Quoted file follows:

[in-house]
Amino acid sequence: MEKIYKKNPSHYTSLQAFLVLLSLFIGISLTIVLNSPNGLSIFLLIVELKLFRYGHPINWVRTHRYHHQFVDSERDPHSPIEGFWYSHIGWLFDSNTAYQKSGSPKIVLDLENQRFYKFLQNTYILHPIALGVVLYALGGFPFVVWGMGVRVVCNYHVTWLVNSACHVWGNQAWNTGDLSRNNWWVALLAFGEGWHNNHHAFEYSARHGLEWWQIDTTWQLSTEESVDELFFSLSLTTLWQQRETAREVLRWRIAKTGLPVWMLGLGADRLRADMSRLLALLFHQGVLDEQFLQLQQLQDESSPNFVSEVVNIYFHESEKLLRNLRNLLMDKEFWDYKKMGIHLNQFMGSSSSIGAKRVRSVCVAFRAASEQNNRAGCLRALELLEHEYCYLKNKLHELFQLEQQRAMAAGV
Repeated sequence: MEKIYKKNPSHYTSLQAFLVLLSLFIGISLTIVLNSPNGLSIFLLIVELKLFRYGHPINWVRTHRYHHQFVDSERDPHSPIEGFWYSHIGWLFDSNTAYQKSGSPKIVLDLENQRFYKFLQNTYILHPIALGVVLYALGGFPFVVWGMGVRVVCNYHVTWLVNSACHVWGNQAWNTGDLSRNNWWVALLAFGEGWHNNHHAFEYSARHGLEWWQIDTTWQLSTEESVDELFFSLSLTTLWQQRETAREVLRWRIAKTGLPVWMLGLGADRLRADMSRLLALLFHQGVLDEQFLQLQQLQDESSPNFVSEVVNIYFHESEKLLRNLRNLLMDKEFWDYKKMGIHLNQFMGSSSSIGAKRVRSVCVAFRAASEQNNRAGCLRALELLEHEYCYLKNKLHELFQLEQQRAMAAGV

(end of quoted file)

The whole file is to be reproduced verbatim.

[in-house]
Amino acid sequence: MEKIYKKNPSHYTSLQAFLVLLSLFIGISLTIVLNSPNGLSIFLLIVELKLFRYGHPINWVRTHRYHHQFVDSERDPHSPIEGFWYSHIGWLFDSNTAYQKSGSPKIVLDLENQRFYKFLQNTYILHPIALGVVLYALGGFPFVVWGMGVRVVCNYHVTWLVNSACHVWGNQAWNTGDLSRNNWWVALLAFGEGWHNNHHAFEYSARHGLEWWQIDTTWQLSTEESVDELFFSLSLTTLWQQRETAREVLRWRIAKTGLPVWMLGLGADRLRADMSRLLALLFHQGVLDEQFLQLQQLQDESSPNFVSEVVNIYFHESEKLLRNLRNLLMDKEFWDYKKMGIHLNQFMGSSSSIGAKRVRSVCVAFRAASEQNNRAGCLRALELLEHEYCYLKNKLHELFQLEQQRAMAAGV
Repeated sequence: MEKIYKKNPSHYTSLQAFLVLLSLFIGISLTIVLNSPNGLSIFLLIVELKLFRYGHPINWVRTHRYHHQFVDSERDPHSPIEGFWYSHIGWLFDSNTAYQKSGSPKIVLDLENQRFYKFLQNTYILHPIALGVVLYALGGFPFVVWGMGVRVVCNYHVTWLVNSACHVWGNQAWNTGDLSRNNWWVALLAFGEGWHNNHHAFEYSARHGLEWWQIDTTWQLSTEESVDELFFSLSLTTLWQQRETAREVLRWRIAKTGLPVWMLGLGADRLRADMSRLLALLFHQGVLDEQFLQLQQLQDESSPNFVSEVVNIYFHESEKLLRNLRNLLMDKEFWDYKKMGIHLNQFMGSSSSIGAKRVRSVCVAFRAASEQNNRAGCLRALELLEHEYCYLKNKLHELFQLEQQRAMAAGV